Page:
TOPEKA — Amid a dramatic increase in seismic activity, researchers at the University of Kansas, have taken steps toward developing technology that would predict earthquakes induced by oil and gas extraction.
KU announced Wednesday members of the school’s geology department and researchers with the associated Kansas Geological Survey were able to use sensors in south-central Kansas to point to an increase in pressure under the ground. According to the release, being able to detect that pressure caused by wastewater associated with oil production could help geologists develop methods for determining what parts of the earth might be prone to quakes.
“This breakthrough may one day lead to a method for predicting where induced earthquakes might occur and may help the energy industry and regulators decide where they can safely place wells,” the release says.
According to the release, the study came amid a spike in earthquakes in Kansas and Oklahoma that many researchers have linked to the oil industry. Between 1977 and 2012, the state only recorded 15 earthquakes with a magnitude of 3.0 or greater, the strength typically felt by humans. Since then, more than 100 earthquakes that strength have been recorded in just two Kansas counties, Sumner and Harper, according to the release.
Researchers have linked the spike to an increase in the amount of oil-related wastewater wells. Wastewater from the oil production is injected into the ground, resulting in increased pressure and seismic activity, researchers say. Because of differences in the rock, only some injection wells cause tremors, making it difficult to know where a well can be placed safely, according to the release. Knowing what parts of the rock are susceptible would help.
“It’s very promising, but we haven’t solved anything yet. There are still a lot of hurdles to cross,” geology doctoral student Alex Nolte said in the release.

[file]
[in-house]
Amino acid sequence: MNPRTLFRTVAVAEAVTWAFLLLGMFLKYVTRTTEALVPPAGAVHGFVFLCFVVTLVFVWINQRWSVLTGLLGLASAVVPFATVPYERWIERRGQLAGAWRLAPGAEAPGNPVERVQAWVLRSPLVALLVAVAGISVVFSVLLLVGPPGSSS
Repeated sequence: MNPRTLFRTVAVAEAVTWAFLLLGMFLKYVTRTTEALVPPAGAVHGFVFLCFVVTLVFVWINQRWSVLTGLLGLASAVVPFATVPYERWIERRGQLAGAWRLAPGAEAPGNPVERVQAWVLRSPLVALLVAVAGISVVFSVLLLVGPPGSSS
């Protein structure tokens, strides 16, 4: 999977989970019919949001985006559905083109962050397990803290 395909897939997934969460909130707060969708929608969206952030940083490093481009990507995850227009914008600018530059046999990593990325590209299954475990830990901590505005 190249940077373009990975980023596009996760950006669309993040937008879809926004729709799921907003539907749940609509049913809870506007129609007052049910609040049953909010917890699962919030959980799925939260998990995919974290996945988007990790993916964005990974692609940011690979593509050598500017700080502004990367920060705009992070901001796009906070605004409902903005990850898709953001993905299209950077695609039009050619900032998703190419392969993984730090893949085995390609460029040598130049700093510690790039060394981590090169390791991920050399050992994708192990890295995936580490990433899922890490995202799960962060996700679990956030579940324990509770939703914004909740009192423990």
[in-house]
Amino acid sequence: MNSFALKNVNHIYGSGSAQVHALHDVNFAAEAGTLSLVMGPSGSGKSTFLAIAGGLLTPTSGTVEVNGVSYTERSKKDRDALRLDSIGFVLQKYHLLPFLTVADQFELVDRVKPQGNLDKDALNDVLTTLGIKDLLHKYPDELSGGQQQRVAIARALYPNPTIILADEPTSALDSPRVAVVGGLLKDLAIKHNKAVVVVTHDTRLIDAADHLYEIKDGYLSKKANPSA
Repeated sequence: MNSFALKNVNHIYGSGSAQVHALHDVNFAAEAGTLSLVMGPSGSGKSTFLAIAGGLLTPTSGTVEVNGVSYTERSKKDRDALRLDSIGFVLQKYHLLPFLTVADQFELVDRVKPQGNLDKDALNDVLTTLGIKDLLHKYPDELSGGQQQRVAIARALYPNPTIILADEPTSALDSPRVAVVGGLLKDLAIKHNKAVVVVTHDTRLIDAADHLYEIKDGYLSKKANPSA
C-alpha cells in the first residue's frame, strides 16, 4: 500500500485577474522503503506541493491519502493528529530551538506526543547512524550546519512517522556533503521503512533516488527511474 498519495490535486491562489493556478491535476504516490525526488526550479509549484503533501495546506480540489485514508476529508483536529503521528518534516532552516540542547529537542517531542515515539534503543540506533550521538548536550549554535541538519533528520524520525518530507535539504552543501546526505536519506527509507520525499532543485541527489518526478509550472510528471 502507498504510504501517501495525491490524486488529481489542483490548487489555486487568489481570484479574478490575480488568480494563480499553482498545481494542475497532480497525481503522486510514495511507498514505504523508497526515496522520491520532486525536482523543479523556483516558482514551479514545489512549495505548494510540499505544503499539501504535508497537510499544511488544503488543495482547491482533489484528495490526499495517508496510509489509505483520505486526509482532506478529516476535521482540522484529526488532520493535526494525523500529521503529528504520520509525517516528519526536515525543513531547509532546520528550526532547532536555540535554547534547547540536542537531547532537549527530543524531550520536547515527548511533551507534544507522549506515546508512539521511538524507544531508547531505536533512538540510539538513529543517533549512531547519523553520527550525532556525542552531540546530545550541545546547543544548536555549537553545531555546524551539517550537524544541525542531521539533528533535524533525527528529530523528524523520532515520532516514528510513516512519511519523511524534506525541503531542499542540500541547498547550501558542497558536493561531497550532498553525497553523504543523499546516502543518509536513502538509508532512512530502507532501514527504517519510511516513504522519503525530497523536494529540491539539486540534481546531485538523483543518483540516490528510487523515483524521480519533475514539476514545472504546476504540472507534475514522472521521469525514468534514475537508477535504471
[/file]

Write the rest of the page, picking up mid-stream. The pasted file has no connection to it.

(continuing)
The Kansas Geological Survey has raised concerns about the relationship between wastewater and seismic activity.
Ed Cross, president of the Kansas Independent Oil and Gas Association, previously suggested evidence of a link was mixed but encouraged continued research. Cross did not immediately return a request for comment.
Karin Pagel-Meiners, acting co-chair of the Wakarusa group of the Sierra Club, an environmental organization, said members of her organization were concerned about the spike in earthquakes.
“Sierra Club members in the south-central part of the state have really had such trouble with all of the earthquakes causing so much damage,” Pagel-Meiners said.
She said her organization had been trying to spread the word about proposed injection wells in Douglas County. She was concerned about the link between wells and earthquakes, as well as the use of fossil fuels and possible water contamination caused by drilling. She encouraged the use of alternative sources of energy rather than fossil fuels.
“One, it’s not worth the climate,” Pagel-Meiners said of oil production. “Two, it’s not worth the earthquakes.”